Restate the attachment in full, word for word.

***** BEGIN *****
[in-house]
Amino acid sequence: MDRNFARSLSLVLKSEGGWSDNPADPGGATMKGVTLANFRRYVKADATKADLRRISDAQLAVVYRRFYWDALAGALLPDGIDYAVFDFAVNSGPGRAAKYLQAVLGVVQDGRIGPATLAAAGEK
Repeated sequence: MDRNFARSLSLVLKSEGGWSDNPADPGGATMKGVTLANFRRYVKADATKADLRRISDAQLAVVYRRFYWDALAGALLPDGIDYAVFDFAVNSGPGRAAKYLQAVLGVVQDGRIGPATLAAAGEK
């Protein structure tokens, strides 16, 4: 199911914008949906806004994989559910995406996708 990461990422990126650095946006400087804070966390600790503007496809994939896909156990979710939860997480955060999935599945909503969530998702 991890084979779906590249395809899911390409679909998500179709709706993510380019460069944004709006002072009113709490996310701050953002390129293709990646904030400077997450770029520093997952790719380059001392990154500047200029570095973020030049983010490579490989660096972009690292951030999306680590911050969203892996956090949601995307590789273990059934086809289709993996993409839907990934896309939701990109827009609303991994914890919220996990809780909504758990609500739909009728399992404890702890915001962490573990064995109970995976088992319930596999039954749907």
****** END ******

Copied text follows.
[in-house]
Amino acid sequence: MDRNFARSLSLVLKSEGGWSDNPADPGGATMKGVTLANFRRYVKADATKADLRRISDAQLAVVYRRFYWDALAGALLPDGIDYAVFDFAVNSGPGRAAKYLQAVLGVVQDGRIGPATLAAAGEK
Repeated sequence: MDRNFARSLSLVLKSEGGWSDNPADPGGATMKGVTLANFRRYVKADATKADLRRISDAQLAVVYRRFYWDALAGALLPDGIDYAVFDFAVNSGPGRAAKYLQAVLGVVQDGRIGPATLAAAGEK
């Protein structure tokens, strides 16, 4: 199911914008949906806004994989559910995406996708 990461990422990126650095946006400087804070966390600790503007496809994939896909156990979710939860997480955060999935599945909503969530998702 991890084979779906590249395809899911390409679909998500179709709706993510380019460069944004709006002072009113709490996310701050953002390129293709990646904030400077997450770029520093997952790719380059001392990154500047200029570095973020030049983010490579490989660096972009690292951030999306680590911050969203892996956090949601995307590789273990059934086809289709993996993409839907990934896309939701990109827009609303991994914890919220996990809780909504758990609500739909009728399992404890702890915001962490573990064995109970995976088992319930596999039954749907």